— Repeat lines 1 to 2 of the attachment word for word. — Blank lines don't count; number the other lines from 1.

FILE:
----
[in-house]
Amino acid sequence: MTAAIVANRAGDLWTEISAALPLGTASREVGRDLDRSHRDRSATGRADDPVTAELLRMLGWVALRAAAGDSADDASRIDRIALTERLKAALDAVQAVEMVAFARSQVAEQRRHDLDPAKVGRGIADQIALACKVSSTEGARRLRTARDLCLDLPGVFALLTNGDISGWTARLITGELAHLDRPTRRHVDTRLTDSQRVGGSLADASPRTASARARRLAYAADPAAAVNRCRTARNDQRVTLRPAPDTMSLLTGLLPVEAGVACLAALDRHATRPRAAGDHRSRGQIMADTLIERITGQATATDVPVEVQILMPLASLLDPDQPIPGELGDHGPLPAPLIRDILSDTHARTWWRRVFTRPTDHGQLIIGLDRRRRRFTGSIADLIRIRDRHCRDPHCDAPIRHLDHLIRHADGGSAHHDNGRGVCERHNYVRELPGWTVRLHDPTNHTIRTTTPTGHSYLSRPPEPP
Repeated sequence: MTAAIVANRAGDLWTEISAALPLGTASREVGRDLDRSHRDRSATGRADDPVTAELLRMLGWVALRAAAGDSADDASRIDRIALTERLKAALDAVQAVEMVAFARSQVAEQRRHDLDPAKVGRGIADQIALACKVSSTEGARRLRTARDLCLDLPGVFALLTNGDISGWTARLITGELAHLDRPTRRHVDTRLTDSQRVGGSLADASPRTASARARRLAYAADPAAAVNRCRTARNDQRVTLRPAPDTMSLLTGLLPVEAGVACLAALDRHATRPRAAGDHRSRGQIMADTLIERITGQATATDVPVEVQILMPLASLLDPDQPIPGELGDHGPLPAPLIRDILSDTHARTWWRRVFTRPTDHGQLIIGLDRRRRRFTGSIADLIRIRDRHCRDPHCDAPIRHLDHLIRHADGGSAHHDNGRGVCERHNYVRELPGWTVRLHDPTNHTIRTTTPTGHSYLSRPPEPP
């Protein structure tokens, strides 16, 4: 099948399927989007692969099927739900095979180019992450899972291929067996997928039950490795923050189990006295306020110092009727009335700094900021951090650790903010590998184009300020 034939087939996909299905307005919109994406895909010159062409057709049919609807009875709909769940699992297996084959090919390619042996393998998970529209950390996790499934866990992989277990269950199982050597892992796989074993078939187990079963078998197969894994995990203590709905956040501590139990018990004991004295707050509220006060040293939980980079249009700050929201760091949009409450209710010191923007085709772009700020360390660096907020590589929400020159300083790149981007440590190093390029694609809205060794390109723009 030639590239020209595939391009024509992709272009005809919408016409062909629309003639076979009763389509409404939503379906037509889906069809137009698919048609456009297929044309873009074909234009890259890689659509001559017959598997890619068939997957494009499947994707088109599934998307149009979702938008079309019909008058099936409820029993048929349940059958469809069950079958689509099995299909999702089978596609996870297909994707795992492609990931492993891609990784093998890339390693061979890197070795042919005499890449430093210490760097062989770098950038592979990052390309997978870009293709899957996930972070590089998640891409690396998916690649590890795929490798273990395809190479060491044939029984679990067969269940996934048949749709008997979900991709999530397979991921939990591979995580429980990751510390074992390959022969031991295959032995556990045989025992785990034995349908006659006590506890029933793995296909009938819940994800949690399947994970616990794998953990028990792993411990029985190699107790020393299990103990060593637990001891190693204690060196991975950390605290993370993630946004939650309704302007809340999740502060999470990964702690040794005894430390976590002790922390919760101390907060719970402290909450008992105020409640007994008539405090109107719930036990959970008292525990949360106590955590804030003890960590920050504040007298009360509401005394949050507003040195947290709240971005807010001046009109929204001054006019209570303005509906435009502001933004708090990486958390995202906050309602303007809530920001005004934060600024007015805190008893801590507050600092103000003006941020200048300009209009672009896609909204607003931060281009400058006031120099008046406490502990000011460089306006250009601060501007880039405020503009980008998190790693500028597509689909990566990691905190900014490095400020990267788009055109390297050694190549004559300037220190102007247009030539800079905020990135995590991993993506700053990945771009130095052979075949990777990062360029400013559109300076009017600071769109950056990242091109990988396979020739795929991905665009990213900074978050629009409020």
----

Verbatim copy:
[in-house]
Amino acid sequence: MTAAIVANRAGDLWTEISAALPLGTASREVGRDLDRSHRDRSATGRADDPVTAELLRMLGWVALRAAAGDSADDASRIDRIALTERLKAALDAVQAVEMVAFARSQVAEQRRHDLDPAKVGRGIADQIALACKVSSTEGARRLRTARDLCLDLPGVFALLTNGDISGWTARLITGELAHLDRPTRRHVDTRLTDSQRVGGSLADASPRTASARARRLAYAADPAAAVNRCRTARNDQRVTLRPAPDTMSLLTGLLPVEAGVACLAALDRHATRPRAAGDHRSRGQIMADTLIERITGQATATDVPVEVQILMPLASLLDPDQPIPGELGDHGPLPAPLIRDILSDTHARTWWRRVFTRPTDHGQLIIGLDRRRRRFTGSIADLIRIRDRHCRDPHCDAPIRHLDHLIRHADGGSAHHDNGRGVCERHNYVRELPGWTVRLHDPTNHTIRTTTPTGHSYLSRPPEPP